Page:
Beginning with one simple line.

(Number ten in a series of ideas I have about sketching.)

17 June, 2019.

I think a lot about how to compose an image. Image composition can be especially challenging when drawing in situ – where do you start? What do you leave in? What do you crop out? It’s very easy to get overwhelmed by all of the stuff in front of you, and easier still to get hung up on proportionality and perspective.

I’ve learned to improve my chances of generating a holistic design by starting with one single, simple line.

The tactic is deceptively simple, and with practice is almost like blind contour drawing. First off, it’s important to realize that every scene has one or more “lines” that connect one side with the other. This is abundantly true in outdoor scenes where it’s easy to see the boundary between the sky and everything else, but if you study a scene carefully, you’ll generally find an important line that tends to separate the positive from the negative shapes.

Once I’ve studied a scene and have identified my border line, I always begin on the left side of the sheet. I draw slowly, making note of angles and little details, and especially comparing the lengths of each line segment. I don’t get hung up on hyper-accuracy; I’m more concerned with believability than I am with photographic precision. The magenta line (above) indicates the first line I drew in this demonstration sketch.

Several positives emerge from that simple line. One positive is that it’s a starting point for every other line. I’ll continue an angle, for instance, and that becomes one edge of a roof, which in turn becomes a vertical that extends down the page. I’ll return to the original line and extend other marks up or down the page. The point is that this approach creates a unified composition because every mark has that one main line as a common denominator.

Many sketchers are challenged by perspective. Either they don’t understand the science behind the concept and wind up with wonky lines going in very unexpected directions, or they understand it too well and have every angle going precisely to a vanishing point. While that might be accurate, it’s also a recipe for stiff and stale drawings. I’ve been using my “border line” strategy for a long time now to keep things a little fresher. Ironically, I’m always a little surprised by how believable the perspective winds up being. Instead of looking at and drawing houses or buildings, this strategy forces the sketcher to visually dissect a scene into line segments. By observing the angles and relative lengths of each line segment, the sketcher winds up with a close approximation of the scene perspective. I promise you, it’s startling how well it works! One added benefit is that your proportions also tend to improve.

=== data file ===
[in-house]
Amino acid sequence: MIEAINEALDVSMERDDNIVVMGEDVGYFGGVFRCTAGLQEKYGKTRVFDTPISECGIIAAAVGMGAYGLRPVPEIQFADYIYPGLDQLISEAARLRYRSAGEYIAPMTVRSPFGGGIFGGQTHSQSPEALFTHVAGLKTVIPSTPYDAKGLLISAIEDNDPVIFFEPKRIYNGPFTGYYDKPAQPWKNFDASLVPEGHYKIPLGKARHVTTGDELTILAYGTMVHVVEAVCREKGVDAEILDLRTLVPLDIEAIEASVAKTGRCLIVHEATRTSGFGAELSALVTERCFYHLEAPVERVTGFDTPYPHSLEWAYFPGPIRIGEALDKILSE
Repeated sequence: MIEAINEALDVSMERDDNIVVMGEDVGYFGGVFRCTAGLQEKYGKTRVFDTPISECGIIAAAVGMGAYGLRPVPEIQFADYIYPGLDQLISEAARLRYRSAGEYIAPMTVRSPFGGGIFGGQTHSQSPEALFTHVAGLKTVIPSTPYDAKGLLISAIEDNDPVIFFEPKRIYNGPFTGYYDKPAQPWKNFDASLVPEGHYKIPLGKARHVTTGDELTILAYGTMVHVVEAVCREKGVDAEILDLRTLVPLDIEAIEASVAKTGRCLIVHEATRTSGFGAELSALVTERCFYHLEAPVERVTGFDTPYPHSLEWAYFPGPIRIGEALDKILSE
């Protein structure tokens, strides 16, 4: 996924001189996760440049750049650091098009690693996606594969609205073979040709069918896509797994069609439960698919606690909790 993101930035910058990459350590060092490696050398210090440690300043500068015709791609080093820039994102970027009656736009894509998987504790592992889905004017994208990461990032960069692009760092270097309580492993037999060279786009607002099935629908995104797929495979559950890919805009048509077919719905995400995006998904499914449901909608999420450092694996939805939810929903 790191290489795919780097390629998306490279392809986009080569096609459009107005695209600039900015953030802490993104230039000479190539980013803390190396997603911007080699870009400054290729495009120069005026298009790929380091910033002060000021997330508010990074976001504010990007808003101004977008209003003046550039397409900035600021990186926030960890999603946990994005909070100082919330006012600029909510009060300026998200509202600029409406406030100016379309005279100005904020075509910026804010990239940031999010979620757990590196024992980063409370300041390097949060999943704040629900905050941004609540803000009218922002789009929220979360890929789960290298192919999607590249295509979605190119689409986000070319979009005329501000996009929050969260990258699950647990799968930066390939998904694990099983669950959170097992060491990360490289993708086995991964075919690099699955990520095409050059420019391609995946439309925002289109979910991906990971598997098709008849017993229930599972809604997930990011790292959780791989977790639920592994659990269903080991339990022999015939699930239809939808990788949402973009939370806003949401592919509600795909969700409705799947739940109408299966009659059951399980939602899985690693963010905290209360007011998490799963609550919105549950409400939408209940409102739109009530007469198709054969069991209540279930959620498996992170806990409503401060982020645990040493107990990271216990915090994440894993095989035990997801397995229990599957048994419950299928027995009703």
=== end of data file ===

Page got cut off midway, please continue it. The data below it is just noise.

This is not a “be all, end all” approach to drawing. Rather, it’s one idea that might help to bring a more unified look to a sketch. I like how it helps me to begin a drawing of a scene – often, the aspect of a place that made me want to draw it in the first place turns out not to be the most visually interesting thing. This strategy frequently helps me to logically build a drawing and ultimately discover things about a scene I hadn’t originally considered, and to deliver fresher ways to share a visual story.

Watercolor and Uni-Ball Vision pen in a Stillman and Birn Beta sketchbook.



  1. Michael Scandling · June 17

    Thank you very much. As a photographer, I find this just as instructive as it would be were I a sketcher.

  2. miatagrrl · June 18

    Hmmm…intriguing! Maybe you could teach this next year at the symposium! I think the best workshops (when the are only 3 hrs long) focus on one single concept like this.

    – Tina

    • azorch · June 18

      That’s definitely worth considering. Thanks for the suggestion!

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